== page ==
History of Kimchi

History of Kimchi

Kimchi is a centuries old method of vegetable preservation.  People on the peninsula of Korea have been salting, curing and fermenting seafood and meats for thousands of years, vegetable preservation and the creation of kimchi was part of a very natural course of food evolution.  There is some evidence that the process originated as early as 3,000 years ago, and then continued on through Korean history as a cultural identifier and indivisible from it's people's national identity.

Most authorities believe that kimchi took on it's current distinctive bright red color and unique flavor in the late 1700's.  Red peppers are a New World food, meaning they originated in the America's, and did not reach Korea until the 1500's after invasion and trade with Japan.  The peppers were hybridized over this period and then were added to kimchi, to make it what it is today.

It was originally meant to preserve vegetables for extended periods of time and over the long and harsh Korean winters when fresh vegetables were obviously not an option.  Historically, every fall during harvest season, all the women of the community would gather their efforts together, and collaborate on large amounts of kimchi to sustain the entire community for the year.  Known as Kim-Jang, this period of the year is a huge celebration full of eating, drinking, and elbows deep in cabbage.

There are over 200 different varieties of kimchi, but the most popular and widely known include Napa Cabbage, Daikon Radish, Turnip, and Cucumber.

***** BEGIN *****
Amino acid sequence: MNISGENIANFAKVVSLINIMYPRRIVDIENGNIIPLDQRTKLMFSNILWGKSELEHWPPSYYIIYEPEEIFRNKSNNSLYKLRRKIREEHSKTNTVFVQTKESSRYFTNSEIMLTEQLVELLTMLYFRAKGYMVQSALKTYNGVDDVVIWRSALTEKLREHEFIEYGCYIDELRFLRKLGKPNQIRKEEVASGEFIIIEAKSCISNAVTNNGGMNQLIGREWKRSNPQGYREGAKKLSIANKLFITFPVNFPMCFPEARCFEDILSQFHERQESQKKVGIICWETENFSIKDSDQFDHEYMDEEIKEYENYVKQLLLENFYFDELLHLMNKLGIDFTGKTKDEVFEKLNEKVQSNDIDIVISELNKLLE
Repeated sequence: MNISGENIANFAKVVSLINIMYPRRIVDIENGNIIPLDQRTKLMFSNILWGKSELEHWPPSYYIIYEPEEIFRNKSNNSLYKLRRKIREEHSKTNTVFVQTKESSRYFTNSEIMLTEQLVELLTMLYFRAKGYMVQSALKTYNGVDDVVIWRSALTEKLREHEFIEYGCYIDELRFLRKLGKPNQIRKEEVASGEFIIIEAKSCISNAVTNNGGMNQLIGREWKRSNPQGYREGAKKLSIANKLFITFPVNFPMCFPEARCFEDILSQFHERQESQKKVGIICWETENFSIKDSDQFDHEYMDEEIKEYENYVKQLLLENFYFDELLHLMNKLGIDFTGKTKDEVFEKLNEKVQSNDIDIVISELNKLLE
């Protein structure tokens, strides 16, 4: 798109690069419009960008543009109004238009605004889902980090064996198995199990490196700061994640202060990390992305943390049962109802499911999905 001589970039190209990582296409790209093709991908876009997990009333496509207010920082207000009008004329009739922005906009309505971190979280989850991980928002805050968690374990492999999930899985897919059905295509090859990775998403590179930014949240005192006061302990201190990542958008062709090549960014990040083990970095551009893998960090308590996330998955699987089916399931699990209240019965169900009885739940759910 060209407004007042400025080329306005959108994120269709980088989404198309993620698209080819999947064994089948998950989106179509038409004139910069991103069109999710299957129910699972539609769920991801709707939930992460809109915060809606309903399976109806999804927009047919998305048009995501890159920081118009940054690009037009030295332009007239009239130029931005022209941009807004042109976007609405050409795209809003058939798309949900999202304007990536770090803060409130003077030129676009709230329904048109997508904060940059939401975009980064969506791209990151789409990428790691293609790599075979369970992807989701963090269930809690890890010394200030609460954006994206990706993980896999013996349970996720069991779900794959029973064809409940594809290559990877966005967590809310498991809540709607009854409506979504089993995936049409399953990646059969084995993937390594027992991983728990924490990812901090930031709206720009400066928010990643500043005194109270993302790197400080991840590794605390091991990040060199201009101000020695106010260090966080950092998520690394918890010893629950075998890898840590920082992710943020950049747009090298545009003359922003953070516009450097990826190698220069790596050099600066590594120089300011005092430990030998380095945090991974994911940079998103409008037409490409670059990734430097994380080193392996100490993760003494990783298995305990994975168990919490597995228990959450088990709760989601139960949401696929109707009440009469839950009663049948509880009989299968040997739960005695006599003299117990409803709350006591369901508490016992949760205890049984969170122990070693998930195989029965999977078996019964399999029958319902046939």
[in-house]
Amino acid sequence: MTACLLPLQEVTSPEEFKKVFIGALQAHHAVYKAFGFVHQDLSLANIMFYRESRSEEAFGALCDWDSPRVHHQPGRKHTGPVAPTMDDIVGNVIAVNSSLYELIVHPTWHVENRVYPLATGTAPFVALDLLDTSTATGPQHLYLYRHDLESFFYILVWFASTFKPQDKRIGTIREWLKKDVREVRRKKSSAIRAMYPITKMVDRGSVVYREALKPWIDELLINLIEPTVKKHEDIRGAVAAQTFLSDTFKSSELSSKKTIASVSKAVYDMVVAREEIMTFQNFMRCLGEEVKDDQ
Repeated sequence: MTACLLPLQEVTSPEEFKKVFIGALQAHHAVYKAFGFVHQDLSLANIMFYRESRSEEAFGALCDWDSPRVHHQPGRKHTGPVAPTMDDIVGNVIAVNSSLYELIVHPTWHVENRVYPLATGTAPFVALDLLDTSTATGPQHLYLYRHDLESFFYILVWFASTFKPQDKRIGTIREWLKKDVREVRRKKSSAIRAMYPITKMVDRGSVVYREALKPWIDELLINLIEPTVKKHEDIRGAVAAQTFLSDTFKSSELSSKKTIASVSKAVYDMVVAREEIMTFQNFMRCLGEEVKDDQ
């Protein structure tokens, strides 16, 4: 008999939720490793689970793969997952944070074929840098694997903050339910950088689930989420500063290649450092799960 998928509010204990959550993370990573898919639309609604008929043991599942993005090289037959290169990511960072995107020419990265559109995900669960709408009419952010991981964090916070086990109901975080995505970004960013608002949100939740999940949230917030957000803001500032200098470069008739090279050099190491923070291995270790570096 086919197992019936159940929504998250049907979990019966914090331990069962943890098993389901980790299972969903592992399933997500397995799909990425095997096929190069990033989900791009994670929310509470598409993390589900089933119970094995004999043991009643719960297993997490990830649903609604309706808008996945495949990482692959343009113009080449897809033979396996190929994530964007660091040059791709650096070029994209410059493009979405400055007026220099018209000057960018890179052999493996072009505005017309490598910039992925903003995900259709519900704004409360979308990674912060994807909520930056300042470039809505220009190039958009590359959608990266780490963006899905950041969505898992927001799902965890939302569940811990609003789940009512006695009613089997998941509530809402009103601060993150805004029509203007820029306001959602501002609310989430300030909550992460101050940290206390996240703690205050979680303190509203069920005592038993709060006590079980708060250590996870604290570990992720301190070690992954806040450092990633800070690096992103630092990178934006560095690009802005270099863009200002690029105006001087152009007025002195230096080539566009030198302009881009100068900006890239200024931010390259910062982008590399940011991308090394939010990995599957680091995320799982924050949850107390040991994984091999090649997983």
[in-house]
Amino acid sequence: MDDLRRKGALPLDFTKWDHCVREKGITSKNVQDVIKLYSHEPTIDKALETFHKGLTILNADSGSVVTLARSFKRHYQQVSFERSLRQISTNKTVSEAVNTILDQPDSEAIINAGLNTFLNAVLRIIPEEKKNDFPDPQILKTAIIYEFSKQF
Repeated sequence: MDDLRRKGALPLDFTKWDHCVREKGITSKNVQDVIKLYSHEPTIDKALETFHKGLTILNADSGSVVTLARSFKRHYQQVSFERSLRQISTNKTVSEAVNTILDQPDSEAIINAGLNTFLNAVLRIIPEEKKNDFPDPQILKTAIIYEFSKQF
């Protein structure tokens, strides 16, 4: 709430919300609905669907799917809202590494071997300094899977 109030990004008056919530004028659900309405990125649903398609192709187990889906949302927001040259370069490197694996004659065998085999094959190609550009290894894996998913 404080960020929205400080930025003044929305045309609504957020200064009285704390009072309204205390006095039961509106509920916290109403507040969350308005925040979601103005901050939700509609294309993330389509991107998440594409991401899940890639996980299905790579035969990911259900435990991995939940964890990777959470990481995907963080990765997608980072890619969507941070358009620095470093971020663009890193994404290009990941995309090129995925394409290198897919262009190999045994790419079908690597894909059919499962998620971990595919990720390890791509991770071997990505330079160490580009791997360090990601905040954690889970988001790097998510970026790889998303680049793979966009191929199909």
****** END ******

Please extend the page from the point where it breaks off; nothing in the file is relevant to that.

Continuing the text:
Eaten on the tables of kings and the common, kimchi continues to be a part of every Korean meal.  Most meals will include at least 3-5 different types of kimchi and fermented or pickled vegetables and side dishes called banchan and are essential for the full meal experience to be complete.  Korean meals are meant to be shared and enjoyed together with friends and family, and a large portion of the Korean day revolves around food and drink, and preparation for more food and drink with kimchi always at the heart of it.

My family's kimchi recipes and flavors are what are considered Homestyle. My grandmother was from the country outside of Seoul, and her kimchi flavors reflected this taste.  Historically, kimchi recipes were passed down through the generations of women. In Korea, the old methods and techniques are becoming enveloped in the hustle of fast paced tech driven modern life, and are quickly being lost.  Not enough young people are interested in carrying on their family traditions and rather elect to buy grocery store made kimchi and forgo learning the old ways.

This is where we find our inspiration, saving the art of traditional kimchi making...